While podcasting has technically been around since 2004, when Dave Winer and Adam Curry began syncing subscribable audio content to personal digital media players, according to Pew’s recent State of the News Media, over 60 percent of the population has still never listened to a single one.
Which means, despite how much it might feel like you potential podcasters out there are just another commuter attempting to squeeze on the on the packed 7:00am express train, there are, statistically, an army of ears out there just waiting to be hooked by your 90-minute explications on the reasons your pet parrot Ned is qualified to serve on the local selectboard.
Plus, thanks to previously-unfathomable advances in audio technology, you can do it like the pros do for less than $1,000.
For my podcast, Mind of the Wandering Monk, I’m able to produce episodes that put NPR to shame — and from such absurd locations as a rainy front porch, a politically-themed puppet show on a hillside amphitheater, and a bathroom closet — simply because I knew which gear was worth investing in and which enticing features weren’t worth their exorbitant cost.
Here’s all I use to get my poetic ramblings about love and life out into the world…
The heart of my setup, and the most expensive, important piece of equipment, is a Zoom H6 Handy Recorder.
This 6-track recorder comes with two directional microphone attachments: an XY mic, and a Mid-Side mic; both of which are very easy to click in and use. Just add four AA batteries and an SD card (like the 64 gig ScanDisk Ultra), and you’ve got the ability to record professional sounding audio in the palm of your hand.
This sounds obvious, but it bears emphasizing: Listening to your audio as your recording is one of the most important parts about producing a professional podcast. That way, you know your levels are adjusted and your mics are positioned correctly, which will save you countless hours of editing and fine-tuning when putting your final episode together.
At around $70, the Sony MDR-7506 studio headphones — great for both field work and post-production editing — are a steal.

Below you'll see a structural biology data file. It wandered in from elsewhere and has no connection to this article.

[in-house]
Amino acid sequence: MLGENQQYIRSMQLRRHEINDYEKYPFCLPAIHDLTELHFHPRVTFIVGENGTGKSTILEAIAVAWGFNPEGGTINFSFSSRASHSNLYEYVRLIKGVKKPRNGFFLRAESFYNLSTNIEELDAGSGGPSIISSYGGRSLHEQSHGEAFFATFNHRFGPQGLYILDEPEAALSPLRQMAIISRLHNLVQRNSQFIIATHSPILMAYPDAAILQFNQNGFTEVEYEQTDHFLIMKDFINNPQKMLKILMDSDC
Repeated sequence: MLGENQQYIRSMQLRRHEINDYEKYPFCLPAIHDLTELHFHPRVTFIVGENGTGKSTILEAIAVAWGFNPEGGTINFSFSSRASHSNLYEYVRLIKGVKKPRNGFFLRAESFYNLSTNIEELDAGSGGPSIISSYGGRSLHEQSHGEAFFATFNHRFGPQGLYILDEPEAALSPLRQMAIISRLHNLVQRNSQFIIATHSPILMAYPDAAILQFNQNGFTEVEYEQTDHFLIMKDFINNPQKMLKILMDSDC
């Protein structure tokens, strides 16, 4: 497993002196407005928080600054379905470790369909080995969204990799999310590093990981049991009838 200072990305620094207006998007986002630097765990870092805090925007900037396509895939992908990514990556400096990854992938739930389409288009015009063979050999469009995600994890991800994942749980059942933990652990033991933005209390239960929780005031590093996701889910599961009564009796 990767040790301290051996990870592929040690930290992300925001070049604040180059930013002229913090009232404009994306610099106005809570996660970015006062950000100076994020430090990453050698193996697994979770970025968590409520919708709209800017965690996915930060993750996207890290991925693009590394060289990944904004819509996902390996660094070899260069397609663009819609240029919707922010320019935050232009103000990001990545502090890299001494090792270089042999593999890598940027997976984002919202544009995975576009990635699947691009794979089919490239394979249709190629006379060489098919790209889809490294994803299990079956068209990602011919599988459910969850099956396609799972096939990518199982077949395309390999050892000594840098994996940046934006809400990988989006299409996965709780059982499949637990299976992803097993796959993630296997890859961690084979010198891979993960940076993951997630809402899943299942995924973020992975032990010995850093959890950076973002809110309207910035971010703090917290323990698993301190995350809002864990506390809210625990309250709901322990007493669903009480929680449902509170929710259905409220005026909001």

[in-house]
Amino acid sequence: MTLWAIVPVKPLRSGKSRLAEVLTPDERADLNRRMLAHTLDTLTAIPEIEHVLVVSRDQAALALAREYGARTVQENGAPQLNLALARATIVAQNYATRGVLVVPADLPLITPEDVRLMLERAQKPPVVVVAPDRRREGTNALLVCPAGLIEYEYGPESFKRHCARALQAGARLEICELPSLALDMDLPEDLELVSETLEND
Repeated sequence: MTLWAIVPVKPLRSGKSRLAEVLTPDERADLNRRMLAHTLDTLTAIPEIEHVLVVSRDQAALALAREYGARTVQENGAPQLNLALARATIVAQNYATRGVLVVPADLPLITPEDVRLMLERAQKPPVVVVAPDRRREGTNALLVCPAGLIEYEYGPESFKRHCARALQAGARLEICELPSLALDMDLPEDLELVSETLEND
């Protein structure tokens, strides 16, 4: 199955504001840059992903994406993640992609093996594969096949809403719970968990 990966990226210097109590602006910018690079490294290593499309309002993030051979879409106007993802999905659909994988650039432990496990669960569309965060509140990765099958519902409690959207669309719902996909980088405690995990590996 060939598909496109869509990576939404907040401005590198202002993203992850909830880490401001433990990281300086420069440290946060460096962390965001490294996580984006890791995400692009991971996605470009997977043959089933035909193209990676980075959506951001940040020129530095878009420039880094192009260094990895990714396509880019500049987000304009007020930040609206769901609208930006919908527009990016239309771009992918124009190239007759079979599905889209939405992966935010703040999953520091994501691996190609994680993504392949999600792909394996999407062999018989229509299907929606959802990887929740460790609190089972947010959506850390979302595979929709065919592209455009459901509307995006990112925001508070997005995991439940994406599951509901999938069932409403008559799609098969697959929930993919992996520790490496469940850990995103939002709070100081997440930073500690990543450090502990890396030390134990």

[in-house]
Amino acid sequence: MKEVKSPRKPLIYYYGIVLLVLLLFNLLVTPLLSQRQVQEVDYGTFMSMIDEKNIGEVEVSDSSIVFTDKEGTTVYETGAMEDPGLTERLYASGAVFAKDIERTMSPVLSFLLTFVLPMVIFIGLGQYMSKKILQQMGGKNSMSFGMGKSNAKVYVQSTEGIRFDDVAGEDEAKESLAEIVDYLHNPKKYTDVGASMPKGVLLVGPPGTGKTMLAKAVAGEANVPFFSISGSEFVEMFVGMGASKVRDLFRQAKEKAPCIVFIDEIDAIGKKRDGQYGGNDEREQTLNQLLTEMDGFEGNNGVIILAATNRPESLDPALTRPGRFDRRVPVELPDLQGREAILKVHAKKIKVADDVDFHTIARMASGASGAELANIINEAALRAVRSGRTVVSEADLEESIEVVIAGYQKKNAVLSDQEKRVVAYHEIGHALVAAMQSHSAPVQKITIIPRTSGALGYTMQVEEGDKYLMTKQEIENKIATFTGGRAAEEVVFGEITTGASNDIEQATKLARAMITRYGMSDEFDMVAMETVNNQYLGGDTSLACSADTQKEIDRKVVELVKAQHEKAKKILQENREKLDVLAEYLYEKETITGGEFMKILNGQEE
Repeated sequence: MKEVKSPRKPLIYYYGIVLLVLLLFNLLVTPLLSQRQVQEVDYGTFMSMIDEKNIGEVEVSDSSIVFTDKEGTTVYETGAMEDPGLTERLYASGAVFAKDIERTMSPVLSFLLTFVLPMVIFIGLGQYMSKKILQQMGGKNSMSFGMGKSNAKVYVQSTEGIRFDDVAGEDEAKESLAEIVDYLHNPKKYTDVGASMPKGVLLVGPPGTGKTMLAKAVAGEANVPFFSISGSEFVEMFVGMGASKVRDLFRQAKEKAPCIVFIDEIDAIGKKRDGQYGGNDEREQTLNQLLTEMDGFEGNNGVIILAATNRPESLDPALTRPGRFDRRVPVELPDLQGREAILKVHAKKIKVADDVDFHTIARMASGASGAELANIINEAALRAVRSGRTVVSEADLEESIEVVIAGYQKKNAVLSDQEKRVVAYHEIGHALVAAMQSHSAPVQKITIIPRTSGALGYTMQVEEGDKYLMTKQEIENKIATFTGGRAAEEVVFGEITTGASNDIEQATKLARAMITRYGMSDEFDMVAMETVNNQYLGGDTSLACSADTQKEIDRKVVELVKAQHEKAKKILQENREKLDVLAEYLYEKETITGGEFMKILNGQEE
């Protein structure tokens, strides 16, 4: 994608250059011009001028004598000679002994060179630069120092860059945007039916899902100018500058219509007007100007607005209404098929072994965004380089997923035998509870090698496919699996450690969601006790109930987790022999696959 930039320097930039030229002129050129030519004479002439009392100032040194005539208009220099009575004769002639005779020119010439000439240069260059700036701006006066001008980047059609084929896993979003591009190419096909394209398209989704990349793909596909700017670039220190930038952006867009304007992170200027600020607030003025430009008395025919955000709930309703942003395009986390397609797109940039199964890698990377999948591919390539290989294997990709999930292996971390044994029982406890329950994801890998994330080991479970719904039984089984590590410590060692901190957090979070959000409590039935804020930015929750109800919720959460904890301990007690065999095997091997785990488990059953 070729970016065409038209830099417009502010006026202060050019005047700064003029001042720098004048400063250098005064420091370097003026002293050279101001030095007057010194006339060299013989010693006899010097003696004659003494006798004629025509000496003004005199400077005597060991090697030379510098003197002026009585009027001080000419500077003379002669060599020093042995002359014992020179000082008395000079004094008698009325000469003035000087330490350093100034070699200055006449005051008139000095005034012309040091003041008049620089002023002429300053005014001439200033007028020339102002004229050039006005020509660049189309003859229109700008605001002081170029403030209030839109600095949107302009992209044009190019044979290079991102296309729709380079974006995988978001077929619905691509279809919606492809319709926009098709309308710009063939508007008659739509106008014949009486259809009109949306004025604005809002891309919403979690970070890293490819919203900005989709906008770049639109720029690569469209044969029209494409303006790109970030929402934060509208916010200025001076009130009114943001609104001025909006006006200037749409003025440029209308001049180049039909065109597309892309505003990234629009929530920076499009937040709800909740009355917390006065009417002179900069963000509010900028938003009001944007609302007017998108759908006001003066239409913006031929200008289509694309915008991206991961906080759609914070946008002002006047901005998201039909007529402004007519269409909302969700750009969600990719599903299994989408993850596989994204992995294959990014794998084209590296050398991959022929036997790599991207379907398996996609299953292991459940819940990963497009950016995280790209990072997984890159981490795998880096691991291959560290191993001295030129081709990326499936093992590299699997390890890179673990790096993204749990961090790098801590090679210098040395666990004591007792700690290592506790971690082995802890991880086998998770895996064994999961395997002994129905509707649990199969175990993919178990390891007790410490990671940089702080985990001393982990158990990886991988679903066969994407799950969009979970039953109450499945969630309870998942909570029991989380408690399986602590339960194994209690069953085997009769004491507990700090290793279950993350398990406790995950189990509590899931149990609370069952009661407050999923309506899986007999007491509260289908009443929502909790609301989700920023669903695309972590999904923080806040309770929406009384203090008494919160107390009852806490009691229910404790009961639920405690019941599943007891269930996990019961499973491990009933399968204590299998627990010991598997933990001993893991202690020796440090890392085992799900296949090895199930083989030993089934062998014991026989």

External mics are essential for capturing those subtle nuances that are intrinsic to what we think of as ‘studio quality' sound.
A pair of Audio-Technica Cardioid Condenser mics will do the trick. However, be warned, they capture every single detail, which is why I use an On-Stage Gooseneck pop filter to avoid those pesky popping plosives.
Keeping your hands free to adjust audio levels on the fly is vitally important when recording a conversation.
I carry two On-Stage desktop stands, each with an added boom extension, so that I can keep track of the audio levels and my guests don’t have to hunch over the mic when discussing their adventures from Paris in the sixties.
Hand-held directional field mics are extremely functional for interviewing in noisier environments.
The Audio-Technica Omnidirectional Condenser AT-8010 weighs a mere 5.8 ounces and already comes with a foam pop filter.
To keep the gear organized and, most importantly safe, I use a Pelican Case with custom inserts.
This baby is mobile, waterproof, and secure (when padlocked), plus it’s got a sweet extendable handle for when you’re walking down the sidewalk from one train track to the next.
All of my editing work is done in Logic Pro X, a reasonably priced audio editing program used for everything from post-production film work, to home studio editing for music and podcasts.
Though it’s easy to get intimidated by the limitless options of how you can tweak your sound, there are many YouTube tutorials and online forums out there that hold tons of time-saving tricks on how to use the program best.
We might not all be working for Radiotopia, benefiting from their million dollar grant from the Knight Foundation, working in a soundproof studio with a team of editors and producers. But that doesn’t mean you can’t still create a remarkably unique work of professional quality audio art.